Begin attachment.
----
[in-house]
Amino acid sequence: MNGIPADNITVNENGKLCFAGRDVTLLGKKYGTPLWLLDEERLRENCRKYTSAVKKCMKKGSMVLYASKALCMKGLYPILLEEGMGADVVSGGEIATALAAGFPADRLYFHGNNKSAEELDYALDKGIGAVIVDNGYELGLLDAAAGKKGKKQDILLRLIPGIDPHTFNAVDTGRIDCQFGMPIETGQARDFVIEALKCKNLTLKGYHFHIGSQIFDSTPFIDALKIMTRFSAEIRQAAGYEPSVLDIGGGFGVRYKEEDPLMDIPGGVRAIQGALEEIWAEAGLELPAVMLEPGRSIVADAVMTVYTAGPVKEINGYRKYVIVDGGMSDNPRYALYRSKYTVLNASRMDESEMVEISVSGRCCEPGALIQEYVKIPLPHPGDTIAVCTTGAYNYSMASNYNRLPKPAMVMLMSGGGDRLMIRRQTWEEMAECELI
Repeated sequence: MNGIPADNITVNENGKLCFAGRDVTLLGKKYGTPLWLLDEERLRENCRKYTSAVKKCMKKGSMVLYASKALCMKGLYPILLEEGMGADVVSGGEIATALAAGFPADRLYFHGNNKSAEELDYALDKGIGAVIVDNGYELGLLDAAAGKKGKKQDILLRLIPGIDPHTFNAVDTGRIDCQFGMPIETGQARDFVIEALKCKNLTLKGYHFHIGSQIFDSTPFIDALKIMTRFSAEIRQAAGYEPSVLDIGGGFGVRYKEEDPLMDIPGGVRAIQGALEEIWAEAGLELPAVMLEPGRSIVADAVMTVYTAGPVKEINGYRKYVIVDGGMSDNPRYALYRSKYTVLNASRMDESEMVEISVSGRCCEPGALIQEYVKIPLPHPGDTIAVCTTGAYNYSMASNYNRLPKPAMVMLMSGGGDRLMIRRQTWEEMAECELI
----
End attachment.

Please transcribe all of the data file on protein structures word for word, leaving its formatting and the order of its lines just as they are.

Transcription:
[in-house]
Amino acid sequence: MNGIPADNITVNENGKLCFAGRDVTLLGKKYGTPLWLLDEERLRENCRKYTSAVKKCMKKGSMVLYASKALCMKGLYPILLEEGMGADVVSGGEIATALAAGFPADRLYFHGNNKSAEELDYALDKGIGAVIVDNGYELGLLDAAAGKKGKKQDILLRLIPGIDPHTFNAVDTGRIDCQFGMPIETGQARDFVIEALKCKNLTLKGYHFHIGSQIFDSTPFIDALKIMTRFSAEIRQAAGYEPSVLDIGGGFGVRYKEEDPLMDIPGGVRAIQGALEEIWAEAGLELPAVMLEPGRSIVADAVMTVYTAGPVKEINGYRKYVIVDGGMSDNPRYALYRSKYTVLNASRMDESEMVEISVSGRCCEPGALIQEYVKIPLPHPGDTIAVCTTGAYNYSMASNYNRLPKPAMVMLMSGGGDRLMIRRQTWEEMAECELI
Repeated sequence: MNGIPADNITVNENGKLCFAGRDVTLLGKKYGTPLWLLDEERLRENCRKYTSAVKKCMKKGSMVLYASKALCMKGLYPILLEEGMGADVVSGGEIATALAAGFPADRLYFHGNNKSAEELDYALDKGIGAVIVDNGYELGLLDAAAGKKGKKQDILLRLIPGIDPHTFNAVDTGRIDCQFGMPIETGQARDFVIEALKCKNLTLKGYHFHIGSQIFDSTPFIDALKIMTRFSAEIRQAAGYEPSVLDIGGGFGVRYKEEDPLMDIPGGVRAIQGALEEIWAEAGLELPAVMLEPGRSIVADAVMTVYTAGPVKEINGYRKYVIVDGGMSDNPRYALYRSKYTVLNASRMDESEMVEISVSGRCCEPGALIQEYVKIPLPHPGDTIAVCTTGAYNYSMASNYNRLPKPAMVMLMSGGGDRLMIRRQTWEEMAECELI